Thursday, July 4, 2013

Parakeet



I thought about killing her.

The traffic outside the window fractured through rain. Glancing over my shoulder , I could see no one followed me.  Glad I thought about MARTA.  It may be a political joke, but it gets me where I need to go.  The blonde crew cut wig, loose flannel shirt and ratty camera bag made me look like just another internet entrepreneur.   Everybody should have a good con.  Lord knows, she did.

I almost didn’t recognize the squeaky voice, and then I wish I hadn’t. I had to disappear the last time I heard it.  Two weeks in Mexico, acting as a mule not my kind of fun and I didn’t even get laid for the trouble.  Three years later, I was still trying to forget her and Guadalajara.  If I thought moving put her in the rearview, I was wrong.   Like a bad penny, she was back and all she would say is to meet on the train.  What kind of harebrained scheme had she thought up this time?  

 “Next Stop.  Arts Center…Arts Center Station… Exit her for Piedmont Park and the Woodruff Art Center.  Art Center Station…”

Three more stops.  I tried to envision what she looked like now.  In Mexico, the hair was dark and smelled like cocoa butter and tequila.  We thought we were alone when all the gunshots rang out.  With a quick kiss, I was hustled out the back door.  One of the Federales saw me and gave chase.  Hotwiring a truck, I hightailed north towards L.A. and a much lower profile.  

 I braced myself as the train braked slowed.  My feet slid a little as I stumbled into the woman next to me. The smell of cocoa butter and tequila invaded my nose.  Really?  Hide in plain sight, I guess. Wearing a loose fitting linen top over a pink flowered swimsuit, she looked like she had escaped from a Jimmy Buffett concert.  The long hair had been done up in a bun and she carried a bag with a stuffed red and blue parakeet sticking out of the top. With her was a large black man with a Hawaiian shirt unbuttoned far enough to show an Aztec tattoo on his chest.    The only thing missing were the plastic fins most Parrotheads carry.  They began to gather their things and in the process turned on the toy parakeet.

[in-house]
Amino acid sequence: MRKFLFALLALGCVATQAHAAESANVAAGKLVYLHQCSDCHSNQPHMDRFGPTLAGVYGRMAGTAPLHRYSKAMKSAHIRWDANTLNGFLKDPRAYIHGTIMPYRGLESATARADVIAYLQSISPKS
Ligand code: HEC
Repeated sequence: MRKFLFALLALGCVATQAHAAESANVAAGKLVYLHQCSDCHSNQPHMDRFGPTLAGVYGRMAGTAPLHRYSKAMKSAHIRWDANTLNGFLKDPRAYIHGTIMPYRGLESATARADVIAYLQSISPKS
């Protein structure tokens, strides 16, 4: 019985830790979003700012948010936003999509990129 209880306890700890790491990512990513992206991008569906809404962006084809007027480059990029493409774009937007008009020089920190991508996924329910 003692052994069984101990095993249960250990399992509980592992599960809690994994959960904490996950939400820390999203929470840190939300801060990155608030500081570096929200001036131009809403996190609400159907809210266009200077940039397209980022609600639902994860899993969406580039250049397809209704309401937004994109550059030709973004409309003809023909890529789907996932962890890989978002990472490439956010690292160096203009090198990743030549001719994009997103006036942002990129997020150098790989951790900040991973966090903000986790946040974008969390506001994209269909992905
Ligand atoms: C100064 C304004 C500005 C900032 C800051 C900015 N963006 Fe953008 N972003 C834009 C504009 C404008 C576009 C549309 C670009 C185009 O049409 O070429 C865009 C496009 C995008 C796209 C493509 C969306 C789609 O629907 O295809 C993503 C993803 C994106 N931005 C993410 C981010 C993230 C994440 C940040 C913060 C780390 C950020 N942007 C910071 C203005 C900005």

“Need a margarita! Need a margarita!” squawked the bird.  I had to agree.  I needed something, even though I hate limes.

“Pardon me.”  I said, winking as I helped her back to her feet. 

“Oh, that’s awwright.”  She slurred.  “This is our stop.  Got a good party to go to in the park. You should join us.”

“Mary!  You don’t know him.”  Hawaiian Shirt replied.

Oh, hush, Malcolm.  He’s harmless.  Aren’t you, Honey?”  The last word blew a large cloud of liquor in my face.  

“Need a margarita! Need a margarita!” squawked the bird.  

“Hah. Even the toy’s excited.” She went on. “You look like you’d be lots of fun.  I hope we don’t get arrested like last time.  People objected to us dancing naked.  Can you imagine that?” She turned the bird off and headed toward the exit doors.  

 “No, I can’t” I said.  “It sounds like fun.”  You know, I think I’ll join you.  My name is Hank.”  As I followed the couple onto the platform.

“Maria.  And this is Malcolm. He’ll be your buddy.”

The sign to the escalator pointed to the left.  Walking along the granite lined tunnel, I could hear the echoes of high heels as the owners hustled towards the outbound trains. Their day was done.  Mine was just beginning.  I just hoped it wasn’t ending.

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